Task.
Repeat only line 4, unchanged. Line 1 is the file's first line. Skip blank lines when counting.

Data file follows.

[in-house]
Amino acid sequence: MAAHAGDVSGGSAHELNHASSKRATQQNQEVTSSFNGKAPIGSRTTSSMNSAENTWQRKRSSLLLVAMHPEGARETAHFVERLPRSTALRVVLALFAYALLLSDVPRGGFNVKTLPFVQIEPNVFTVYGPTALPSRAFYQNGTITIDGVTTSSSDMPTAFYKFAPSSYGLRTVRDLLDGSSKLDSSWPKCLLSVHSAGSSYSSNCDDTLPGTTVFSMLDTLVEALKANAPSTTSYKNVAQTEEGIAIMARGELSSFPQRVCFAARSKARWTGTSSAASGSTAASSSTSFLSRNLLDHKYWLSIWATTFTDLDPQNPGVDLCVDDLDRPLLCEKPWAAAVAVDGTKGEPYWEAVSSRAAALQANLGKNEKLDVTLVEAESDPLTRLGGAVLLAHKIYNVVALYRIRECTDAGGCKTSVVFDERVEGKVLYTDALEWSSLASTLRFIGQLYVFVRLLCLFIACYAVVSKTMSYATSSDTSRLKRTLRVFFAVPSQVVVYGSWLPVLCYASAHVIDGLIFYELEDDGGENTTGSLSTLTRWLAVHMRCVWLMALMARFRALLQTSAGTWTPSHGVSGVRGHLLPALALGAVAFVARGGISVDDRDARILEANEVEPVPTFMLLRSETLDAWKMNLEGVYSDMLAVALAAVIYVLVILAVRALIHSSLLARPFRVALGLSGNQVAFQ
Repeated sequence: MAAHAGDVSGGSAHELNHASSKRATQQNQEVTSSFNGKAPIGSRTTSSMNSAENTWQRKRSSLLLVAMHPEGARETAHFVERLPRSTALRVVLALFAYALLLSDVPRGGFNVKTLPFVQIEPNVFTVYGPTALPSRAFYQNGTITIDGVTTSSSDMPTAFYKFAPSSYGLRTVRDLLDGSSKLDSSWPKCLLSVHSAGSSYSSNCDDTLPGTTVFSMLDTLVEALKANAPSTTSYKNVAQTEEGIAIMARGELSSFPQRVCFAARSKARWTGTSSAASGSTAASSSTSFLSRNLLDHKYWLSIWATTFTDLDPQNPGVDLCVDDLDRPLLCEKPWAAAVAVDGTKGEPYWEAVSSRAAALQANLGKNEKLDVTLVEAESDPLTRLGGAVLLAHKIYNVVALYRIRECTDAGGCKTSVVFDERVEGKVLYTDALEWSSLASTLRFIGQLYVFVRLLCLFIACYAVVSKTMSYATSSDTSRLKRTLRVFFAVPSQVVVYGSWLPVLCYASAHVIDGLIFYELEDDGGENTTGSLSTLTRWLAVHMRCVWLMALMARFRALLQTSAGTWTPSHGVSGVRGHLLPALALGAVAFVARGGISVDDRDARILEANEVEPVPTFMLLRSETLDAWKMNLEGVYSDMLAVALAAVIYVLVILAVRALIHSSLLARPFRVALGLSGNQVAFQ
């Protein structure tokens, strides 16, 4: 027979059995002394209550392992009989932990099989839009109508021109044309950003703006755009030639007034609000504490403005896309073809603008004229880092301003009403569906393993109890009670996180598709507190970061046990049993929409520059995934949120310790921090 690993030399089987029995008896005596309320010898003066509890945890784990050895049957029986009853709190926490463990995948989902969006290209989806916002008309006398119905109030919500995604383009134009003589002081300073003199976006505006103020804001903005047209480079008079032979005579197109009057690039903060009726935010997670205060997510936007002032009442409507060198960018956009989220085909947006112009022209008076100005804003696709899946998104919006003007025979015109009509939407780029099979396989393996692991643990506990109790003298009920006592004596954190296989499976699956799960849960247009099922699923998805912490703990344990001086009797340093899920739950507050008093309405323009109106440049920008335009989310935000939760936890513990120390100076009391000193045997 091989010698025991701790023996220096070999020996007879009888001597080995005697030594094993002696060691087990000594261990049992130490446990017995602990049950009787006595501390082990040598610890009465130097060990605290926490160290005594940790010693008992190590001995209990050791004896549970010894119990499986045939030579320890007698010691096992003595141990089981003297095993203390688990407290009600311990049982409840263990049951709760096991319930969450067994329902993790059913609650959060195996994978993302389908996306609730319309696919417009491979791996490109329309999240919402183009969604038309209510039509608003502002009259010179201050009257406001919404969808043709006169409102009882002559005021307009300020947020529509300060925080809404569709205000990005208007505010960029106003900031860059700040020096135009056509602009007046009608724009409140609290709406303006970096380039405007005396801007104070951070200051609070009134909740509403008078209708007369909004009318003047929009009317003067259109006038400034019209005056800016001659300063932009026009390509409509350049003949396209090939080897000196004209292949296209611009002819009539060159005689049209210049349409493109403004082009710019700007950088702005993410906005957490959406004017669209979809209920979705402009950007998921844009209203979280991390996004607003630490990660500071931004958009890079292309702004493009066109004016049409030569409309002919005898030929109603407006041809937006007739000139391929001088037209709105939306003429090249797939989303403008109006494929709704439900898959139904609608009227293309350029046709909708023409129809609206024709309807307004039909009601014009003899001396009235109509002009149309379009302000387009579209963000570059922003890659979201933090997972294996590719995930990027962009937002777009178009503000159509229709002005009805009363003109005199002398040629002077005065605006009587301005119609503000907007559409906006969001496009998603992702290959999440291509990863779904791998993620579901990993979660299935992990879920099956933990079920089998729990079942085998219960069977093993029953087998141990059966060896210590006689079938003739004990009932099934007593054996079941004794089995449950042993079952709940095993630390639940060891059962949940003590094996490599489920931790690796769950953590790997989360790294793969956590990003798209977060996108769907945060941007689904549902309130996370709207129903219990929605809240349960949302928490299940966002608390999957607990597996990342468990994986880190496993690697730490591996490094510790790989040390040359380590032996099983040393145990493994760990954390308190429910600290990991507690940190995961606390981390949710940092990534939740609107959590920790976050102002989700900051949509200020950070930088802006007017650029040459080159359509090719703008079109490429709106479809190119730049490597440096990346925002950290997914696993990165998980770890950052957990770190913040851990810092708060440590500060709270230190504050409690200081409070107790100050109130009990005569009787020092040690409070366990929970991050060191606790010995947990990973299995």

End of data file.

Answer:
């Protein structure tokens, strides 16, 4: 027979059995002394209550392992009989932990099989839009109508021109044309950003703006755009030639007034609000504490403005896309073809603008004229880092301003009403569906393993109890009670996180598709507190970061046990049993929409520059995934949120310790921090 690993030399089987029995008896005596309320010898003066509890945890784990050895049957029986009853709190926490463990995948989902969006290209989806916002008309006398119905109030919500995604383009134009003589002081300073003199976006505006103020804001903005047209480079008079032979005579197109009057690039903060009726935010997670205060997510936007002032009442409507060198960018956009989220085909947006112009022209008076100005804003696709899946998104919006003007025979015109009509939407780029099979396989393996692991643990506990109790003298009920006592004596954190296989499976699956799960849960247009099922699923998805912490703990344990001086009797340093899920739950507050008093309405323009109106440049920008335009989310935000939760936890513990120390100076009391000193045997 091989010698025991701790023996220096070999020996007879009888001597080995005697030594094993002696060691087990000594261990049992130490446990017995602990049950009787006595501390082990040598610890009465130097060990605290926490160290005594940790010693008992190590001995209990050791004896549970010894119990499986045939030579320890007698010691096992003595141990089981003297095993203390688990407290009600311990049982409840263990049951709760096991319930969450067994329902993790059913609650959060195996994978993302389908996306609730319309696919417009491979791996490109329309999240919402183009969604038309209510039509608003502002009259010179201050009257406001919404969808043709006169409102009882002559005021307009300020947020529509300060925080809404569709205000990005208007505010960029106003900031860059700040020096135009056509602009007046009608724009409140609290709406303006970096380039405007005396801007104070951070200051609070009134909740509403008078209708007369909004009318003047929009009317003067259109006038400034019209005056800016001659300063932009026009390509409509350049003949396209090939080897000196004209292949296209611009002819009539060159005689049209210049349409493109403004082009710019700007950088702005993410906005957490959406004017669209979809209920979705402009950007998921844009209203979280991390996004607003630490990660500071931004958009890079292309702004493009066109004016049409030569409309002919005898030929109603407006041809937006007739000139391929001088037209709105939306003429090249797939989303403008109006494929709704439900898959139904609608009227293309350029046709909708023409129809609206024709309807307004039909009601014009003899001396009235109509002009149309379009302000387009579209963000570059922003890659979201933090997972294996590719995930990027962009937002777009178009503000159509229709002005009805009363003109005199002398040629002077005065605006009587301005119609503000907007559409906006969001496009998603992702290959999440291509990863779904791998993620579901990993979660299935992990879920099956933990079920089998729990079942085998219960069977093993029953087998141990059966060896210590006689079938003739004990009932099934007593054996079941004794089995449950042993079952709940095993630390639940060891059962949940003590094996490599489920931790690796769950953590790997989360790294793969956590990003798209977060996108769907945060941007689904549902309130996370709207129903219990929605809240349960949302928490299940966002608390999957607990597996990342468990994986880190496993690697730490591996490094510790790989040390040359380590032996099983040393145990493994760990954390308190429910600290990991507690940190995961606390981390949710940092990534939740609107959590920790976050102002989700900051949509200020950070930088802006007017650029040459080159359509090719703008079109490429709106479809190119730049490597440096990346925002950290997914696993990165998980770890950052957990770190913040851990810092708060440590500060709270230190504050409690200081409070107790100050109130009990005569009787020092040690409070366990929970991050060191606790010995947990990973299995």